What can a seller do in the drafting of a Sale of Goods contract to avoid or mitigate the issue when its goods remain unpaid?
In our previous article (Clauses in Commercial Contracts), we set out certain key elements to consider in drafting a contract for the sale of goods between commercial parties. In particular, we discussed the common terms in both tailor-made contracts and contracts containing standard terms and conditions, and highlighted the use of boilerplate clauses, which are standard clauses that are not usually individually negotiated in certain types of agreements.
Of the common boiler-plate clauses, retention of title clauses (ROT) (or a Romalpa clause – Aluminium Industrie Vaassen BV v Romalpa Aluminium  1 WLR 676) protect, among other things, one party from the insolvency of its counterpart. Such clauses particularly benefit suppliers of goods. In this article, we explain the importance of including ROT clauses in a contract, which we hope will enable parties negotiating such clauses to do so effectively and efficiently.
Section 19 of the Sale of Goods Act 1979 (SGA) gives the supplier of goods the ‘right of disposal of goods until certain conditions are fulfilled’. Based on this right, the seller can ensure he retains legal title to the goods under and ROT clause even though the buyer has taken possession of them. This way, the seller can protect his position if the buyer defaults on payment or later becomes insolvent. Once the buyer has paid for the goods, then the legal title of course passes to it.
If the parties do not include an express ROT clause in their contract, they will have to rely on the relevant provisions of the SGA, which may be less ideal. In particular:
- Although under section 17 of the SGA, title to goods passes from the seller to the buyer when both parties had intended it to pass, if the parties have not expressly agreed when title passes, that will have to beascertained by a detailed analysis of the facts and circumstances of the parties’ contract and conduct in each case.
- Moreover, where the parties have failed to make provision for the passing of ownership, there are default provisions in s 18, which specify circumstances where the property will in fact pass. The property must, however, be ascertained at the time in which the contract was created.
To avoid having to rely on sections 17 and 18 of the SGA, as mentioned, parties can expressly agree to a ROT clause. The idea behind retaining title to the goods until they are paid for, sold on, or used up is that, in the last resort, the seller can recover the goods supplied and prevent the buyer’s liquidator or trustee in bankruptcy disposing of the goods.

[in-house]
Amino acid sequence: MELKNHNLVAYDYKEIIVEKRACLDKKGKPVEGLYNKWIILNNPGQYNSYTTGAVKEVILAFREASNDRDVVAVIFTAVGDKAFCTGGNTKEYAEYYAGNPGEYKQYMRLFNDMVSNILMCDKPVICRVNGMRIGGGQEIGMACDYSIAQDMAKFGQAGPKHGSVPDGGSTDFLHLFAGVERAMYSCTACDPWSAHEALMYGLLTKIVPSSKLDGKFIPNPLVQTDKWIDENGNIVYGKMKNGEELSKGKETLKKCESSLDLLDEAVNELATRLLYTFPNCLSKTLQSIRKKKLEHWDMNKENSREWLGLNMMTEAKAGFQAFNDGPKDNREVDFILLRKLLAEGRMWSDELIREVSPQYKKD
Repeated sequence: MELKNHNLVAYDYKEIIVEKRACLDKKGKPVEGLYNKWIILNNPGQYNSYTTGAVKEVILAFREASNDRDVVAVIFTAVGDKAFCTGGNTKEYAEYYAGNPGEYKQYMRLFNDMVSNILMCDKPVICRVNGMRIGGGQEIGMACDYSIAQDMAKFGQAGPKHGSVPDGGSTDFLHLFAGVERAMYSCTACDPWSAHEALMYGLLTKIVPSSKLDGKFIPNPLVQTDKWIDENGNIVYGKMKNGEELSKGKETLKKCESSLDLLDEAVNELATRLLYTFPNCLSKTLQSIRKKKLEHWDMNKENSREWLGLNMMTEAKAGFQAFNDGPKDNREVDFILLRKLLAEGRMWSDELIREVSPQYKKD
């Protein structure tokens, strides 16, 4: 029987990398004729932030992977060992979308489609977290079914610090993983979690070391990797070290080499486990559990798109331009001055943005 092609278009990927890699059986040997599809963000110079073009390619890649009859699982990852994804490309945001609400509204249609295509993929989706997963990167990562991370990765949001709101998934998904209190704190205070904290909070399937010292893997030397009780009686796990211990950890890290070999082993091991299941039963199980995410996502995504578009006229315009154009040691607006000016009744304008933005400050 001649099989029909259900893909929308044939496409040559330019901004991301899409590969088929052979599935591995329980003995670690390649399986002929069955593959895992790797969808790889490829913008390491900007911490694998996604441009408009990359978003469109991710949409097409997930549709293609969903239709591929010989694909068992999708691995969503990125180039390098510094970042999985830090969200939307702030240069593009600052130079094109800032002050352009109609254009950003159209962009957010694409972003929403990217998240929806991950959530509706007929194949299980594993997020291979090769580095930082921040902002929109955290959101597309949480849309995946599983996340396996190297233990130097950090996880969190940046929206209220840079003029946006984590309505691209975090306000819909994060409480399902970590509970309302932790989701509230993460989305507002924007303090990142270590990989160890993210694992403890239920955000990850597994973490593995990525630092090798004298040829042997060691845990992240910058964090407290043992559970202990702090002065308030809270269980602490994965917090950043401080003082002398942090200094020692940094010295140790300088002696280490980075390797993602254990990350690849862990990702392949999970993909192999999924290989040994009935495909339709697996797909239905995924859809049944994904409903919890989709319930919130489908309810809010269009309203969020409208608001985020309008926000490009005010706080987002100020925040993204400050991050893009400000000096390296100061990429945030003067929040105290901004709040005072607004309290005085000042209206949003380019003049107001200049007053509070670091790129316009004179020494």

Application of ROT clauses
Sellers incorporating ROT clauses in their contracts need to be aware that under section 20 SGA, the risk of loss or damage remains the seller’s until legal title passes to the buyer. Therefore, by retaining title (e.g. as a form of security), the seller also retains the risk, meaning it will be liable and may even have to replace the goods if they are accidentally damaged or destroyed while in the buyer’s possession.
Second, the seller need to be aware that under s 49(1) SGA its remedy for unpaid good is only available where ownership in the goods has passed to the buyer. Thus by retaining title to the goods, the seller will not have such remedies available. Having said that, sellers can negotiate for the purchase price to be paid on a certain day, irrespective of delivery, which will instead guarantee the claim for remedy under s 49(2) SGA. If the buyer fails to make payment on the contractual payment date, the seller can seek to recover the goods, retaining title for as long as the goods remain unpaid for.
Different forms of ROT clauses
There are different types of ROT clauses.
(1) Reservation of legal title – which can be invoked to obtain the return of the goods if the price is not paid by the buyer. Such a clause is merely intended to prevent title passing to the buyers before they have paid the price, and not to assert continuing property rights in the goods. As such, this clause does not usually provide the seller the security which is commonly demanded by commercial lenders. Nevertheless, the purported security will still be valid as an agreement between the parties themselves.
(2) Reservation of equitable or beneficial title – which creates a charge in favour of the seller over the goods concerned. A charge is a right granted over an asset or assets to secure a debt, and which gives the charge holder priority to be paid ahead of any unsecured creditor in the event of the debtor’s (in this case the buyer’s) insolvency. To be enforceable, and give the seller standing as a secured creditor, the charge has to be registered as provided under the Companies Act 2006. Under s 859A of CA 2006, charges may be registered at Companies House within 21 days of creation. Although registration is not mandatory, if the charge is not registered, it will be void against a liquidator or an administrator, and also against other unsecured creditors (s 859H CA 2006).